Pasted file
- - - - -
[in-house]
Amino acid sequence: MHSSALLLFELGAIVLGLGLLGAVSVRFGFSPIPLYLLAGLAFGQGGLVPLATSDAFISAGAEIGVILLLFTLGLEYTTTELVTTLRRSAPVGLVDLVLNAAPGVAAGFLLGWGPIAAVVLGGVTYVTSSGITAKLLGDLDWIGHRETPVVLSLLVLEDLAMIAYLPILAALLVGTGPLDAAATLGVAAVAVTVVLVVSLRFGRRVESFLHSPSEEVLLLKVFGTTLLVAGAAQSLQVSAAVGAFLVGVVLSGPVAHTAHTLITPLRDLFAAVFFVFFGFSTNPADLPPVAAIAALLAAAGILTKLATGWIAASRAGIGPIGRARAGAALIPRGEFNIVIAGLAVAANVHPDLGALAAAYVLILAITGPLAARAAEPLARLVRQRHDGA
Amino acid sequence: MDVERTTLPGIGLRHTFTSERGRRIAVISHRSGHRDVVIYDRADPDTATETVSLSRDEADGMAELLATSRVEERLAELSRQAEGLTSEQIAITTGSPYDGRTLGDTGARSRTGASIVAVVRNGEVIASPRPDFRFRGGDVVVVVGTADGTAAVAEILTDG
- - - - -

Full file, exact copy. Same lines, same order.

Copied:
[in-house]
Amino acid sequence: MHSSALLLFELGAIVLGLGLLGAVSVRFGFSPIPLYLLAGLAFGQGGLVPLATSDAFISAGAEIGVILLLFTLGLEYTTTELVTTLRRSAPVGLVDLVLNAAPGVAAGFLLGWGPIAAVVLGGVTYVTSSGITAKLLGDLDWIGHRETPVVLSLLVLEDLAMIAYLPILAALLVGTGPLDAAATLGVAAVAVTVVLVVSLRFGRRVESFLHSPSEEVLLLKVFGTTLLVAGAAQSLQVSAAVGAFLVGVVLSGPVAHTAHTLITPLRDLFAAVFFVFFGFSTNPADLPPVAAIAALLAAAGILTKLATGWIAASRAGIGPIGRARAGAALIPRGEFNIVIAGLAVAANVHPDLGALAAAYVLILAITGPLAARAAEPLARLVRQRHDGA
Amino acid sequence: MDVERTTLPGIGLRHTFTSERGRRIAVISHRSGHRDVVIYDRADPDTATETVSLSRDEADGMAELLATSRVEERLAELSRQAEGLTSEQIAITTGSPYDGRTLGDTGARSRTGASIVAVVRNGEVIASPRPDFRFRGGDVVVVVGTADGTAAVAEILTDG